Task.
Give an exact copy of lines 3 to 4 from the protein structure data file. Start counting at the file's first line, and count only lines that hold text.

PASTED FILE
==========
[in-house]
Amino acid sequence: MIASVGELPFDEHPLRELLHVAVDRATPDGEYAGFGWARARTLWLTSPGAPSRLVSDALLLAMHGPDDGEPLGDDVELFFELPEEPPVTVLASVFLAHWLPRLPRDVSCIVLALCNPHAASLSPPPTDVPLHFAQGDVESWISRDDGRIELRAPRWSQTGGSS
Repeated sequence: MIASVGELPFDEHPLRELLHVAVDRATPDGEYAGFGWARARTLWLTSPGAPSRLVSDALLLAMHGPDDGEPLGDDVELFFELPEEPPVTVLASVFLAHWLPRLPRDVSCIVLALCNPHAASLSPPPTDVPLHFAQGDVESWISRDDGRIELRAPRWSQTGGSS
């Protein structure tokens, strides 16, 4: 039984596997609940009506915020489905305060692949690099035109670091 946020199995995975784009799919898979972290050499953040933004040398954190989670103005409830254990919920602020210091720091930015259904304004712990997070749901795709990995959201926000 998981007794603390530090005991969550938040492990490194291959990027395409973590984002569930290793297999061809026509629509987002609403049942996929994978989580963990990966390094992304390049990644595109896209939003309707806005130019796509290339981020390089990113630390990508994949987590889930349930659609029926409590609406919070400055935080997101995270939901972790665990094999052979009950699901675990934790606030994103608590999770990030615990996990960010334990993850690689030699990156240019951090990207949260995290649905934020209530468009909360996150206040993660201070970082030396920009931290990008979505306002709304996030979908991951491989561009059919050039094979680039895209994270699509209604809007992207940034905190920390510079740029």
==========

Repeated sequence: MIASVGELPFDEHPLRELLHVAVDRATPDGEYAGFGWARARTLWLTSPGAPSRLVSDALLLAMHGPDDGEPLGDDVELFFELPEEPPVTVLASVFLAHWLPRLPRDVSCIVLALCNPHAASLSPPPTDVPLHFAQGDVESWISRDDGRIELRAPRWSQTGGSS
């Protein structure tokens, strides 16, 4: 039984596997609940009506915020489905305060692949690099035109670091 946020199995995975784009799919898979972290050499953040933004040398954190989670103005409830254990919920602020210091720091930015259904304004712990997070749901795709990995959201926000 998981007794603390530090005991969550938040492990490194291959990027395409973590984002569930290793297999061809026509629509987002609403049942996929994978989580963990990966390094992304390049990644595109896209939003309707806005130019796509290339981020390089990113630390990508994949987590889930349930659609029926409590609406919070400055935080997101995270939901972790665990094999052979009950699901675990934790606030994103608590999770990030615990996990960010334990993850690689030699990156240019951090990207949260995290649905934020209530468009909360996150206040993660201070970082030396920009931290990008979505306002709304996030979908991951491989561009059919050039094979680039895209994270699509209604809007992207940034905190920390510079740029």